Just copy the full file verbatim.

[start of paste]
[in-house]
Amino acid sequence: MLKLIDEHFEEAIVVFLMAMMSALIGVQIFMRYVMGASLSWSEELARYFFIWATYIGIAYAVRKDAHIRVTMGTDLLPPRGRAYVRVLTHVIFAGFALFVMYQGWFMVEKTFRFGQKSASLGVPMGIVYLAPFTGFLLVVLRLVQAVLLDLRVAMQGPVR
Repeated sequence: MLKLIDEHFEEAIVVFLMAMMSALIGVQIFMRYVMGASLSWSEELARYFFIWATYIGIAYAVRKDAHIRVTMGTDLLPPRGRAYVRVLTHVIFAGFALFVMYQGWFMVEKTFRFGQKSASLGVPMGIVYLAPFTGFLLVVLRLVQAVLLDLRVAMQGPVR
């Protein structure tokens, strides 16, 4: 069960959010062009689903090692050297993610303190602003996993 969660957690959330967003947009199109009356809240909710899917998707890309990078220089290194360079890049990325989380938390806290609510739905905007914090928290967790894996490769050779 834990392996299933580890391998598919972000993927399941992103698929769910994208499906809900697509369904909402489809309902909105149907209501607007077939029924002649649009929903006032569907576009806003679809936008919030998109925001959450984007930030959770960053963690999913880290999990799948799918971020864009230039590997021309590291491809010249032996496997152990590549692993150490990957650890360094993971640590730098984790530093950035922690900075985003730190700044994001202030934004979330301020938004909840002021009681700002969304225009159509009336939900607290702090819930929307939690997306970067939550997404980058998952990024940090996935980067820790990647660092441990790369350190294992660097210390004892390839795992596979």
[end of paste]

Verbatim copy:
[in-house]
Amino acid sequence: MLKLIDEHFEEAIVVFLMAMMSALIGVQIFMRYVMGASLSWSEELARYFFIWATYIGIAYAVRKDAHIRVTMGTDLLPPRGRAYVRVLTHVIFAGFALFVMYQGWFMVEKTFRFGQKSASLGVPMGIVYLAPFTGFLLVVLRLVQAVLLDLRVAMQGPVR
Repeated sequence: MLKLIDEHFEEAIVVFLMAMMSALIGVQIFMRYVMGASLSWSEELARYFFIWATYIGIAYAVRKDAHIRVTMGTDLLPPRGRAYVRVLTHVIFAGFALFVMYQGWFMVEKTFRFGQKSASLGVPMGIVYLAPFTGFLLVVLRLVQAVLLDLRVAMQGPVR
């Protein structure tokens, strides 16, 4: 069960959010062009689903090692050297993610303190602003996993 969660957690959330967003947009199109009356809240909710899917998707890309990078220089290194360079890049990325989380938390806290609510739905905007914090928290967790894996490769050779 834990392996299933580890391998598919972000993927399941992103698929769910994208499906809900697509369904909402489809309902909105149907209501607007077939029924002649649009929903006032569907576009806003679809936008919030998109925001959450984007930030959770960053963690999913880290999990799948799918971020864009230039590997021309590291491809010249032996496997152990590549692993150490990957650890360094993971640590730098984790530093950035922690900075985003730190700044994001202030934004979330301020938004909840002021009681700002969304225009159509009336939900607290702090819930929307939690997306970067939550997404980058998952990024940090996935980067820790990647660092441990790369350190294992660097210390004892390839795992596979």